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Thai politics Thailand

Red Shirts and Yellow Shirts Scuffle in Bangkok

Events in Bangkok yesterday provided a reminder of ongoing political tensions in Thailand, with rival red shirt and yellow shirt supporters involved in street clashes.

The Bangkok Post reports:

Confrontations between the red- and yellow-shirt groups are likely to intensify after yesterday’s clash outside the Crime Suppression Division (CSD) left scores of people from both sides injured.

The clash erupted around noon during a stand-off between red shirts and yellow shirts who had gathered outside the CSD.

Tensions escalated about 11am when a group of yellow shirts smashed the windshield of a truck belonging to red-shirt radio station FM90.25.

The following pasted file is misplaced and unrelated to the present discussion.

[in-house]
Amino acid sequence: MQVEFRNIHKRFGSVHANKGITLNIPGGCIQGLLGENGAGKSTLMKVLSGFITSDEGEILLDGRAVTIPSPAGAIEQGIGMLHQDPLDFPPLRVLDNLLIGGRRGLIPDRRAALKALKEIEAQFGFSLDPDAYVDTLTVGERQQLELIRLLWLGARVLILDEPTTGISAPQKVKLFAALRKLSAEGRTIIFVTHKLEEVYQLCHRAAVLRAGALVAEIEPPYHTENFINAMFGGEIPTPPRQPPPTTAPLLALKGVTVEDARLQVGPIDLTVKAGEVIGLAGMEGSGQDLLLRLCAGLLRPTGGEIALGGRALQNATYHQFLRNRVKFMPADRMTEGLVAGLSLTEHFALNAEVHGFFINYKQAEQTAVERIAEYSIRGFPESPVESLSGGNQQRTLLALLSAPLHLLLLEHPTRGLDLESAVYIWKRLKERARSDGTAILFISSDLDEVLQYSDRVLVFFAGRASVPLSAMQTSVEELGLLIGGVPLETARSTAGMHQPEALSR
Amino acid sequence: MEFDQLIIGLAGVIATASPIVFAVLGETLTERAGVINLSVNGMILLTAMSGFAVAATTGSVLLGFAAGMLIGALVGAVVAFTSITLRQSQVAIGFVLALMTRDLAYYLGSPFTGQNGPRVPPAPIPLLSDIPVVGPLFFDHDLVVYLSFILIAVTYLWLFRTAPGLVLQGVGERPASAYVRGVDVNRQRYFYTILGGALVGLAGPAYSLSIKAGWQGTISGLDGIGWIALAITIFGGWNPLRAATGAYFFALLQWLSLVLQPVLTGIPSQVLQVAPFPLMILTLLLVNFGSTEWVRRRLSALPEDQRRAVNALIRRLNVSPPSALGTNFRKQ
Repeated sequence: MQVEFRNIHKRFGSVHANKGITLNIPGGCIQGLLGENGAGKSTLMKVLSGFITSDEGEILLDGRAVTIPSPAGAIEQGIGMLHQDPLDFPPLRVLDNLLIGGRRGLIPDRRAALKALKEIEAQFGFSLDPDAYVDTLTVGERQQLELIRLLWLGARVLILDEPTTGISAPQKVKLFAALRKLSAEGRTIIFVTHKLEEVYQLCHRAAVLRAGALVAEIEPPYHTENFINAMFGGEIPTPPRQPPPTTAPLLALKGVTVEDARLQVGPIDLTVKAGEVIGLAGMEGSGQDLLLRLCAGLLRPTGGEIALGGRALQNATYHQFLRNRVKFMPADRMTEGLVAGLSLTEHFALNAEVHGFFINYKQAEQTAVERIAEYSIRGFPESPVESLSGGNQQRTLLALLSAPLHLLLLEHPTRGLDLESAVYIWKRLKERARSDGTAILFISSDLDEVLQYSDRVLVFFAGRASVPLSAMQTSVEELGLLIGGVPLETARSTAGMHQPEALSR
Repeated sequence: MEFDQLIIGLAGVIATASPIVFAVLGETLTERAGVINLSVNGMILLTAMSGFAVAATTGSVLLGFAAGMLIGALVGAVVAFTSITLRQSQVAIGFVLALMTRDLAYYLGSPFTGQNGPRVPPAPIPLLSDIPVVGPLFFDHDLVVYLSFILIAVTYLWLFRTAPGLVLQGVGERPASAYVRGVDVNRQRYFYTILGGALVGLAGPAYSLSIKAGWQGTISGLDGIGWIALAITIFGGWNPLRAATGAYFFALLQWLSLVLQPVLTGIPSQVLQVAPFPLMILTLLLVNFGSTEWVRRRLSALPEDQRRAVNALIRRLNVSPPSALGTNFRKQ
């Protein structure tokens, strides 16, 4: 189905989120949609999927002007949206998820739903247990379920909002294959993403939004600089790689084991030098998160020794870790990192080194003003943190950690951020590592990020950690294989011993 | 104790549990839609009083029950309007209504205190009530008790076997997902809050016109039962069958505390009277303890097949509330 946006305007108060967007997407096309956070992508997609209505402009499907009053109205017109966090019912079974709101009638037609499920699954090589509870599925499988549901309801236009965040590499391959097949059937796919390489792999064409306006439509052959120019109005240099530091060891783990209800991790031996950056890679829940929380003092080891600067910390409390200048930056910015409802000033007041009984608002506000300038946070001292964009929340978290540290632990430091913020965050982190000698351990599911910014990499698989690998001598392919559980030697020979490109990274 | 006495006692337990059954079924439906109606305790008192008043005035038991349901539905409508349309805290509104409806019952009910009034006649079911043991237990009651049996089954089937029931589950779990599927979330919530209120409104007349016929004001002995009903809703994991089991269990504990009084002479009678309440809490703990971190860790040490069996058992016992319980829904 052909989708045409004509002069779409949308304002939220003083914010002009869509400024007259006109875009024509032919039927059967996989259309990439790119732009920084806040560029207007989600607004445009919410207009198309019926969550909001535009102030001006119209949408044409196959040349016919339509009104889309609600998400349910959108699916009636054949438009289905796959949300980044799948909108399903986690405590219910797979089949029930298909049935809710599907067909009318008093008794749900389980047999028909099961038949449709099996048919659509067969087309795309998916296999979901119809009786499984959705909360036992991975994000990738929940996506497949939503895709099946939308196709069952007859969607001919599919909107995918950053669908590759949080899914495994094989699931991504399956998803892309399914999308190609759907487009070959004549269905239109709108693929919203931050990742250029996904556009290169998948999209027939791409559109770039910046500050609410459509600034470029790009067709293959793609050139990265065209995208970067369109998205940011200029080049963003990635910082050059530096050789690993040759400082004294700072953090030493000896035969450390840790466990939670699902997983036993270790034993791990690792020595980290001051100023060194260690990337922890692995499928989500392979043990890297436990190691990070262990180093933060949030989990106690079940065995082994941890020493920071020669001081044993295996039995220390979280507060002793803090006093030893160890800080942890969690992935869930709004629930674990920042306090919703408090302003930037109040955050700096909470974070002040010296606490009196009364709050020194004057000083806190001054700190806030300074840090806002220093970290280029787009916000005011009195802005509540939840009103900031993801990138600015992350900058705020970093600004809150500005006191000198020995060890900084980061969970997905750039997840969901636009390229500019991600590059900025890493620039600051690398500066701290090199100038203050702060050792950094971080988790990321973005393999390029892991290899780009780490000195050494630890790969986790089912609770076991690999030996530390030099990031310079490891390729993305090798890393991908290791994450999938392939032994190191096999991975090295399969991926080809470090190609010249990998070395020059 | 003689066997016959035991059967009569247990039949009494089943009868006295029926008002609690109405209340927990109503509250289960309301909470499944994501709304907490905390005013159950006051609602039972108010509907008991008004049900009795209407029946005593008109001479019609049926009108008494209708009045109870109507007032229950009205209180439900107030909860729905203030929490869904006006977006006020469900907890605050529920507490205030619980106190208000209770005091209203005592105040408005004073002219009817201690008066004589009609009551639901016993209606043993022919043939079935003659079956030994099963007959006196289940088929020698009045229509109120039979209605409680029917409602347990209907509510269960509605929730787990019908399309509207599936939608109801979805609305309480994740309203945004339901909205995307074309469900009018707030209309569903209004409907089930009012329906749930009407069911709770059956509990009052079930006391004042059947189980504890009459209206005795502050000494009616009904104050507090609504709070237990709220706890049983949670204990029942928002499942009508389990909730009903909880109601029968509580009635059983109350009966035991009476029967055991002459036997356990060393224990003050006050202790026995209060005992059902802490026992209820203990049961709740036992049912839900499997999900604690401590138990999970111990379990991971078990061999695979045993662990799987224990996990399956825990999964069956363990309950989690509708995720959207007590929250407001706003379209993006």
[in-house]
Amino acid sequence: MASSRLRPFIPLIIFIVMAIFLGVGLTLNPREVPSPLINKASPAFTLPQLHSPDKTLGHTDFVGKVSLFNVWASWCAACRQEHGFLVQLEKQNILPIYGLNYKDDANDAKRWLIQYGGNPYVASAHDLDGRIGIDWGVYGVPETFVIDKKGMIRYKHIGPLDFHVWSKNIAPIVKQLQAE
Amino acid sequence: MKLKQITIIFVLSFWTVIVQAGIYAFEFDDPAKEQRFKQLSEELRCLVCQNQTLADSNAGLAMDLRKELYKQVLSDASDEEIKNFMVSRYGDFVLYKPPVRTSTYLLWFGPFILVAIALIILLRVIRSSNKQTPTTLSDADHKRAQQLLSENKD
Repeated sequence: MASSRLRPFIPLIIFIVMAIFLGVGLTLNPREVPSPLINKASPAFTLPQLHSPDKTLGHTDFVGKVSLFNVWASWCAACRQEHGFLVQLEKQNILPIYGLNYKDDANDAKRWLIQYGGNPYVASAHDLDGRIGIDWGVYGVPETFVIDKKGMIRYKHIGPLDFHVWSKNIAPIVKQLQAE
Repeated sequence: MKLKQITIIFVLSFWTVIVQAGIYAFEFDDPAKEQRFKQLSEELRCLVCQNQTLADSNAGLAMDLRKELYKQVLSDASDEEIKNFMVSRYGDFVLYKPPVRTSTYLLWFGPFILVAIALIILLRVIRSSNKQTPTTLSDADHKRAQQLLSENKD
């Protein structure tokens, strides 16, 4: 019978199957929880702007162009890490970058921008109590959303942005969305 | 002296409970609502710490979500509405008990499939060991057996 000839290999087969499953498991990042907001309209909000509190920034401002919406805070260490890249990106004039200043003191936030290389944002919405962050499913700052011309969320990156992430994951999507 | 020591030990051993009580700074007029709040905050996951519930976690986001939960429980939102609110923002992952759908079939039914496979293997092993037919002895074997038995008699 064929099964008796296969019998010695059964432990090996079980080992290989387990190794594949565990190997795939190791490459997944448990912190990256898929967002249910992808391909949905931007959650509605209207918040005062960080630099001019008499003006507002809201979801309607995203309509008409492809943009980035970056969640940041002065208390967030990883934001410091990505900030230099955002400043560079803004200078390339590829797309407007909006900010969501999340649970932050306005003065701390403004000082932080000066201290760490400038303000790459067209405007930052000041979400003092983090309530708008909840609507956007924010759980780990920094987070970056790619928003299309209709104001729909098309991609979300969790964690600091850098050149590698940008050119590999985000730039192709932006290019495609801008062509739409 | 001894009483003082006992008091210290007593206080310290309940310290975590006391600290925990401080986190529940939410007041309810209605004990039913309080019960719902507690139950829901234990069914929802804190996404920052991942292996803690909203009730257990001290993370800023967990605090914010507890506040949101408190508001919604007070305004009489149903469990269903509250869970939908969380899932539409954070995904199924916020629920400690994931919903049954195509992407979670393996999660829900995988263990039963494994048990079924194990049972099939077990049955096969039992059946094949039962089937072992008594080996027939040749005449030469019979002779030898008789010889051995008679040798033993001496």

An ensuing scuffle left red-shirt member Visorndaeng Traisuwaan, 35, with a head injury.

A yellow-shirt member, Chatchai Sutheesopon, 48, who was accused of carrying a hand gun by the red shirts, also suffered a head injury after he was hit in the back of the head during the scuffle. Police who searched him later found no weapons on him.

The Post says the unrest began when yellow shirts gathered to support an ex-teacher who had accused a prominent red shirt, Darunee Kritbunyalai, of lèse-majesté. The red shirts, meanwhile, had assembled to support Darunee.

The story continues:

The ugly confrontation carried on for about two hours before supporters of Ms Manasnant began to retreat to nearby department stores, seeing they were outnumbered by red shirts whose numbers grew with new arrivals.

The stand-off ended about 3pm after the area around the CSD compound along with most of Bangkok was hit by heavy downpours.

You can see some photos and a video of the clashes in a Thai Rath video, which is embedded above and on YouTube here. Things heat up a couple of minute in. Thai Rath also has a story (in Thai) here.

A brief ABC Australia report puts the numbers of protesters at 200 per camp.

Elsewhere, a Bangkok Post editorial headlined “Minor clash, strong message” says: